News & Comment

  • Comment |

    Aichi Target 11 has galvanized expansion of the global protected area network, but there is little evidence that this brings real biodiversity gains. We argue that area-based prioritization risks unintended perverse consequences and that the focus of protected area target development should shift from quantity to quality.

    • Megan D. Barnes
    • , Louise Glew
    • , Carina Wyborn
    •  & Ian D. Craigie
  • News & Views |

    A focus on the sharp edge of manufactured stone flakes reveals increasing control and efficiency over a 2-million-year dataset, and fosters replicable, standardized methods in lithic analysis. But scaling this method up to more complex stone tools may require further thought.

    • Natasha Reynolds
  • News & Views |

    Genomes from hunter-gatherers dated to around 9,000 years ago reveal two early postglacial migrations into Scandinavia: an initial migration from the south and a second coastal migration north of the Scandinavian ice sheet.

    • Pontus Skoglund
  • News & Views |

    A duplicated gene in Drosophila melanogaster showcases an example of how sexual antagonism can be resolved.

    • Jennifer C. Perry
  • Editorial |

    The evolution of resistance has consequences for both food security and healthcare. To meet this challenge we need large-scale data to distinguish between what is evolutionarily plausible and what actually occurs in the field and the clinic.

  • News & Views |

    The genome of the Amazon molly (Poecilia formosa), a parthenogenetic fish species, shows little genetic decay and a high degree of diversity. The genetic health of this asexual vertebrate is surprising given the accumulation of genomic damage that is expected to follow from asexual reproduction.

    • Pedram Samani
    •  & Max Reuter
  • News & Views |

    Allowing biogeographical data to evolve at varying rates on a globe, not a plane, reveals new insights into the origin and dispersal of dinosaurs. The method could also be applied to manifold organisms, from humans to influenza viruses.

    • Chris Organ
  • News & Views |

    Control of gene activity through transcriptional regulatory elements is a major driving force in human evolution. A new study measures nascent transcription directly and shows that sequence, activity and three-dimensional organization of transcriptional regulatory elements all contribute to the evolution of gene activity within primate CD4+ T cells.

    • Scott A. Lacadie
    •  & Uwe Ohler
  • News & Views |

    A dataset that links geographical occurrences, phylogenies, fossils and climate reconstructions for more than 10,000 vertebrate species reveals accelerated rates of climate niche evolution in warm-blooded animals.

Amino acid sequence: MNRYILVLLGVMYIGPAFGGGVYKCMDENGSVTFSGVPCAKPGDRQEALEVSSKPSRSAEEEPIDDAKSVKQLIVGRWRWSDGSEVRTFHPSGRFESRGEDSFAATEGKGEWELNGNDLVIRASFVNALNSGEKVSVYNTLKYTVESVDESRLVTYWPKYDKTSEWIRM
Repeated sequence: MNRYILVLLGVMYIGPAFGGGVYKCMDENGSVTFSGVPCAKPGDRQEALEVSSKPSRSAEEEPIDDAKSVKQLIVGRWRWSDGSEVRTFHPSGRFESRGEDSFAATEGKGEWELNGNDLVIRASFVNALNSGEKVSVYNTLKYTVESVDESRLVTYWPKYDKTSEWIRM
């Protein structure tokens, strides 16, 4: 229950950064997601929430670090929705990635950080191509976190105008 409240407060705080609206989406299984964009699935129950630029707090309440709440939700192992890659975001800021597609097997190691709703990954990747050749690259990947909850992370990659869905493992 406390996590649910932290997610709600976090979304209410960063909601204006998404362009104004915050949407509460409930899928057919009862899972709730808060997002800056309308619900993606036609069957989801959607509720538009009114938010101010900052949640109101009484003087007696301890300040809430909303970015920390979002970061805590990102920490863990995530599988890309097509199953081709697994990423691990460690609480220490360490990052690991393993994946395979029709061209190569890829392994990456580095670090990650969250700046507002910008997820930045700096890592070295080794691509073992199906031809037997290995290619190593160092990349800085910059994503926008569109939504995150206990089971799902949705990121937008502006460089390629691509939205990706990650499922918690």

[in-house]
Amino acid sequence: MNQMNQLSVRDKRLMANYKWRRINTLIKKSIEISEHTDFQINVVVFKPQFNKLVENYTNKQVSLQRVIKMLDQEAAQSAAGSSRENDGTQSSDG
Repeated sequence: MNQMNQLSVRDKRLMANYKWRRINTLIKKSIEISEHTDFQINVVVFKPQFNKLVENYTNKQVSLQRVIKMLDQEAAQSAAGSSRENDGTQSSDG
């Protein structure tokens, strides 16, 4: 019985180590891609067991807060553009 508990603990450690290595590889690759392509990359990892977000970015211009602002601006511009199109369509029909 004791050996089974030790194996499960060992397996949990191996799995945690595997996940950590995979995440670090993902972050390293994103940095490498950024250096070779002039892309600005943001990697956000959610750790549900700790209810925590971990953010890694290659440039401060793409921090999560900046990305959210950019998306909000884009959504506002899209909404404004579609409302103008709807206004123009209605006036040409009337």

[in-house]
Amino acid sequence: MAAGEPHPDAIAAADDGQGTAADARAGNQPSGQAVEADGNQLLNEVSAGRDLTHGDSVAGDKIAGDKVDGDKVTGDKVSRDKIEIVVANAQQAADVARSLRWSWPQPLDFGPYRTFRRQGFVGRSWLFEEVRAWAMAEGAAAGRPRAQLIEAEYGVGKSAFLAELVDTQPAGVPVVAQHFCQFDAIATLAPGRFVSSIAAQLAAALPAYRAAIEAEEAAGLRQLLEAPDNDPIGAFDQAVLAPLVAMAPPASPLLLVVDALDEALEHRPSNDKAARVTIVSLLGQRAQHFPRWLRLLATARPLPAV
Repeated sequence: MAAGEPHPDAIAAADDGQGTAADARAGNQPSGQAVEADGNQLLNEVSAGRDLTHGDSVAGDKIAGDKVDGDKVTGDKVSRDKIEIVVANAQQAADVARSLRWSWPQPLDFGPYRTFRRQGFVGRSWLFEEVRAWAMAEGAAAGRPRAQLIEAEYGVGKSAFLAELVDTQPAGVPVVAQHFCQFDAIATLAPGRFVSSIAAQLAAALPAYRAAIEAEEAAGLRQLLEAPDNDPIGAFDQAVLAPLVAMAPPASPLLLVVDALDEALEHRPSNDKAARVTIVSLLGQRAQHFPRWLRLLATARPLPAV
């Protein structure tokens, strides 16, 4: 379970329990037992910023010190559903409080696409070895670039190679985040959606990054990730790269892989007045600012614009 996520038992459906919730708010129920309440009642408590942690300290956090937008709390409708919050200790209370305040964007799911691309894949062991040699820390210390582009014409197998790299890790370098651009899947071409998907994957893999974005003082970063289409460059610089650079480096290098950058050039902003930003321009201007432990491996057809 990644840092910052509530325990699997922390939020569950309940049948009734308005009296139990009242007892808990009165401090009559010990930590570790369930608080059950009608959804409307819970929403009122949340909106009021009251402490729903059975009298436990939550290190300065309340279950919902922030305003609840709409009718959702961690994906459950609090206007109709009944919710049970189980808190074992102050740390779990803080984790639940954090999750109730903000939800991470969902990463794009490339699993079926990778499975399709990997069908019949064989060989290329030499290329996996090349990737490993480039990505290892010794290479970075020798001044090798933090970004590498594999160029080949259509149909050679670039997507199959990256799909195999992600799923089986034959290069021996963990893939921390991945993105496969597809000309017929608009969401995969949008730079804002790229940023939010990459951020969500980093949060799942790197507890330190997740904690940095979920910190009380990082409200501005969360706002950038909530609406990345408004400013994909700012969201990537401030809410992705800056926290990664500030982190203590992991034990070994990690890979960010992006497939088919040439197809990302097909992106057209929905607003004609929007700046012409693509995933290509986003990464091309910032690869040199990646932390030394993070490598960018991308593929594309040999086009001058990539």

• Adam C. Algar
    •  & Simon Tarr
  • News & Views |

    For natural ecosystems, the speed of climate change is what matters most. If stratospheric climate geoengineering is deployed but not sustained, its impacts on species and communities could be far worse than the damage averted.

    • Phil Williamson
  • Comment |

    Intergenerational rights to a healthy environment are protected by the constitutions of 75% of the world’s nations. These explicit commitments and similar, ancient principles of sovereign public trust are often overlooked but, if enforced, they offer sustainable protection for the biosphere.

    • Adrian Treves
    • , Kyle A. Artelle
    • , Chris T. Darimont
    • , William S. Lynn
    • , Paul Paquet
    • , Francisco J. Santiago-Ávila
    • , Rance Shaw
    •  & Mary C. Wood
  • Editorial |

    Predators have important roles in structuring ecosystems, yet many are critically endangered and their reputation among non-scientists is decidedly mixed.

  • Q&A |

    Felix Finkbeiner founded Plant-for-the-Planet as a nine year old. In the ten years since then, 15 billion trees have been planted globally as part of the initiative. Tom Crowther was inspired by this mission, and decided to help by conducting a research project to map the world’s trees, revealing that there are just over 3 trillion trees on Earth. We spoke to them both about their collaboration.

    • Patrick Goymer
  • News & Views |

    Large-scale analysis of faunal similarity reveals the interconnectedness of Miocene savannah ecosystems, but also the need for more fossils to fill the gaps in the African palaeontological record.

    • Susanne Cote
  • Editorial |

    Nature Ecology & Evolution is a year old, and we are grateful for the enthusiastic reception from our research community. To celebrate our birthday we have compiled some facts and figures.